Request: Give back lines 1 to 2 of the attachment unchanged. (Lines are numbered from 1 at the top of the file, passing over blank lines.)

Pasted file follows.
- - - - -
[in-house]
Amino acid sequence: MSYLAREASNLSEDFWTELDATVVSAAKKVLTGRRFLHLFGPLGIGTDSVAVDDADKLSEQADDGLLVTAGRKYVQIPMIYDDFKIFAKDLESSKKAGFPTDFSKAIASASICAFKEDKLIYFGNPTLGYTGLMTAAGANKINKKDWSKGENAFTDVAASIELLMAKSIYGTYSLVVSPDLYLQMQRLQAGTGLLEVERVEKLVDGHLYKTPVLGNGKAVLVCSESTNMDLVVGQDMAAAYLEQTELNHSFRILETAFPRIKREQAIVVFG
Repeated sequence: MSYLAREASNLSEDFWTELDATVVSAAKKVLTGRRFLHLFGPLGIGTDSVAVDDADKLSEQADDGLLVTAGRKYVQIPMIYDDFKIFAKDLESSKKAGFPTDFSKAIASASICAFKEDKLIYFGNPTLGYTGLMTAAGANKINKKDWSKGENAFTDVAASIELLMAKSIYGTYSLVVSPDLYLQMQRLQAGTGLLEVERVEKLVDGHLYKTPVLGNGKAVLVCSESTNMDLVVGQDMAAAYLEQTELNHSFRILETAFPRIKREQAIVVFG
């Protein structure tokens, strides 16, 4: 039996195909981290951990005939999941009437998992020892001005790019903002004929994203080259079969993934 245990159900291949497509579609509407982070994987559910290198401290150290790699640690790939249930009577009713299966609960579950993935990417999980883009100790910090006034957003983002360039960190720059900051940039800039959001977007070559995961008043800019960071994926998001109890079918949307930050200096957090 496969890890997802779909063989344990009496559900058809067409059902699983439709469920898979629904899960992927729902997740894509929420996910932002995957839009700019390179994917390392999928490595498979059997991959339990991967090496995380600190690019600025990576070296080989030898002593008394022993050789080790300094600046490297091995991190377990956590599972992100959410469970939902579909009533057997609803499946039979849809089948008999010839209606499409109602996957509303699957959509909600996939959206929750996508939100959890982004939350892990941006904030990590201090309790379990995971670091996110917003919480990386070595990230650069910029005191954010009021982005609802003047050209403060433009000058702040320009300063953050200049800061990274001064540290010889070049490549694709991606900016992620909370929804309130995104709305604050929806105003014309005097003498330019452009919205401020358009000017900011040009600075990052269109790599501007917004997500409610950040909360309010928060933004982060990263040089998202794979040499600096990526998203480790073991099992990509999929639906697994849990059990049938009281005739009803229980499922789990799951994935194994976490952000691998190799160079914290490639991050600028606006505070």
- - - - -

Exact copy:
[in-house]
Amino acid sequence: MSYLAREASNLSEDFWTELDATVVSAAKKVLTGRRFLHLFGPLGIGTDSVAVDDADKLSEQADDGLLVTAGRKYVQIPMIYDDFKIFAKDLESSKKAGFPTDFSKAIASASICAFKEDKLIYFGNPTLGYTGLMTAAGANKINKKDWSKGENAFTDVAASIELLMAKSIYGTYSLVVSPDLYLQMQRLQAGTGLLEVERVEKLVDGHLYKTPVLGNGKAVLVCSESTNMDLVVGQDMAAAYLEQTELNHSFRILETAFPRIKREQAIVVFG